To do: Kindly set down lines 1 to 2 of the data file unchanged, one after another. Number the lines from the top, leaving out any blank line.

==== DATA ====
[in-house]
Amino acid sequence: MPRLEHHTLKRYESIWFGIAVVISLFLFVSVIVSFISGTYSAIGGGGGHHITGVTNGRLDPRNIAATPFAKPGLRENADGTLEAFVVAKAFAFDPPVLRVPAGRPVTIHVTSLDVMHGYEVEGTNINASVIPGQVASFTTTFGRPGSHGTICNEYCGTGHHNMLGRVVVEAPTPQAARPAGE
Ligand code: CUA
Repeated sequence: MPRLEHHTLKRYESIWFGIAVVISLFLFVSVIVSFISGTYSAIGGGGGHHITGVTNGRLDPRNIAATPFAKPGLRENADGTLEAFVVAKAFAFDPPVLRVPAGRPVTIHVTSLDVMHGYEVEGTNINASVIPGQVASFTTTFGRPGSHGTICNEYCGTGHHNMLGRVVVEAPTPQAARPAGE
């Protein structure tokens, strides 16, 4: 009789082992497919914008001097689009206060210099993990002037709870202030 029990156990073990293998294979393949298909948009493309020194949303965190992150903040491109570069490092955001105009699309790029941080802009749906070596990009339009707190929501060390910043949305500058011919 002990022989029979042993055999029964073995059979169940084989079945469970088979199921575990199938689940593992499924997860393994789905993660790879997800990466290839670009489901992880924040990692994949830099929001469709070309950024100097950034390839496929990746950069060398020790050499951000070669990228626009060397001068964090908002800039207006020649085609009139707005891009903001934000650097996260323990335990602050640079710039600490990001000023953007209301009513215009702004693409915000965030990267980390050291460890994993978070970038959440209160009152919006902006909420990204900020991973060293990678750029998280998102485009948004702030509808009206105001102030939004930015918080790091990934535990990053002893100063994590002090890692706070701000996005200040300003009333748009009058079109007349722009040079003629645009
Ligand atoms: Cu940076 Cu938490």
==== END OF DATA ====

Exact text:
[in-house]
Amino acid sequence: MPRLEHHTLKRYESIWFGIAVVISLFLFVSVIVSFISGTYSAIGGGGGHHITGVTNGRLDPRNIAATPFAKPGLRENADGTLEAFVVAKAFAFDPPVLRVPAGRPVTIHVTSLDVMHGYEVEGTNINASVIPGQVASFTTTFGRPGSHGTICNEYCGTGHHNMLGRVVVEAPTPQAARPAGE